And if you're all thinking that this is all so reminiscent of The Roots' ...And Then You Shoot Your Cousin or Open Mike Eagle's Dark Comedy, well, you wouldn't be fair from the truth. However, this is where framing becomes an issue, because LMNO is aware that he's operating in his own lane and he's comfortable with it - and yet without the empathetic delivery of Open Mike Eagle or the sheer bombast of The Roots' last record, LMNO's criticism of the industry can lack some emotional investment. It's telling that when he goes for larger societal targets, his rhymes have more punch - but the shorter track length and LMNO's tendency to not be direct means that many of the ideas feel thinly sketched, which is the last thing you want to happen when you try to go political. And given the political tracks are framed with a certain of hushed, conspiratorial atmosphere, it can get hard for me to take it seriously, even if I do support the messages beneath them. 

Granted, some of that issue might be linked to the instrumentation and production, a mix of sample-heavy boom bap with thick, textured beats, scratching, and almost industrial fuzz at points. Now there are definitely beats that I like on this album - I like the heavy rumble of 'Go' against the strings, the washed out keyboards and guitars on 'Who', the massive distortion on 'Research', the grimy darkness of 'I Write' and 'Now', there is some good production on this record creating an old-school vibe reminiscent of Madlib if he was working with drearier material. But this creates a twofold problem: first, given the uniformity of the production, you run into points where songs start sounding very similar to each other, and not building distinct identities, especially melodically. And the second issue is tone: if you're going to soundtrack your album with the sort of sleazy music that would play in the back of a cheap VHS 90s thriller, it becomes harder to take your political statements seriously, especially when the very grim tone of the album doesn't switch up. The frustrating thing is that it really does fit LMNO's delivery quite well, but at the same time it reflects his problems, where neither he or the instrumentation evolve or change to escalate or press a point.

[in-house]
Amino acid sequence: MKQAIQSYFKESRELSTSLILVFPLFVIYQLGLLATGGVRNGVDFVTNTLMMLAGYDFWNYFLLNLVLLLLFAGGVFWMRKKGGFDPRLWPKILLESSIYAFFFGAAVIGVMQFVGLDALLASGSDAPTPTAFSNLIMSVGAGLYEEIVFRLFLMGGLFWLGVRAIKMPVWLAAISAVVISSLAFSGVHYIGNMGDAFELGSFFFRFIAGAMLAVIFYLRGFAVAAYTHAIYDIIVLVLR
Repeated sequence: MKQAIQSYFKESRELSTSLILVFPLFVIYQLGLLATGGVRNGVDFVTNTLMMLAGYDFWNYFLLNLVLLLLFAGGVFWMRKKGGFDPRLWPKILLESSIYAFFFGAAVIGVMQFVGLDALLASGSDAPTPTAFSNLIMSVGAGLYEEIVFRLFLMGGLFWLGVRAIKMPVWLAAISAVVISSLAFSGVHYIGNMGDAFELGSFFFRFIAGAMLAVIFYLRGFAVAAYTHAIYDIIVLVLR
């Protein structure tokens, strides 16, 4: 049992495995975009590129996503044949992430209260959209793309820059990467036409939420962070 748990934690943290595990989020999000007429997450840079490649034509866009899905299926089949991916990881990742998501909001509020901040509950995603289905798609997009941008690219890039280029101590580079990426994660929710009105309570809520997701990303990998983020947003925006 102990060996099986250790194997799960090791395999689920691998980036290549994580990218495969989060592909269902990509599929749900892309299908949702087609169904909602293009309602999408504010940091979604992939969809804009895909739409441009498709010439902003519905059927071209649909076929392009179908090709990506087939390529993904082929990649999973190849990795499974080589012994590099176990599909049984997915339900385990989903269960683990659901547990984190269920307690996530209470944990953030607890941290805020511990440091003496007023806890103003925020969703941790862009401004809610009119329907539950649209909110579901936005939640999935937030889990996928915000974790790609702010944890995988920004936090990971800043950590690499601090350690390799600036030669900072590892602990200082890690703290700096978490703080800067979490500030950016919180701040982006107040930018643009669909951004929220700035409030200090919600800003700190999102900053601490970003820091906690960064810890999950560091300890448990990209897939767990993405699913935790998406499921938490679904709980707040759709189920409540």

And what it ultimately means is that this record, while being a good entry in LMNO's discography, does not do a whole bunch for me. There's still plenty of great wordplay and every time I listen through the album I find more elements lyrically to like, which is the mark of a rapper I can respect. But at the same time, Preparanoia is a bleak, meandering record that can feel like it repeats itself and yet never really makes a direct point beyond broad political shots. So I'm going to give this record a 7/10 and a recommendation, especially if you're into this brand of backpacker rap - and I mean that as a qualifier, not a slam - but it's one of those albums that does require a certain amount of patience to really take in. Thankfully, it's often worth it.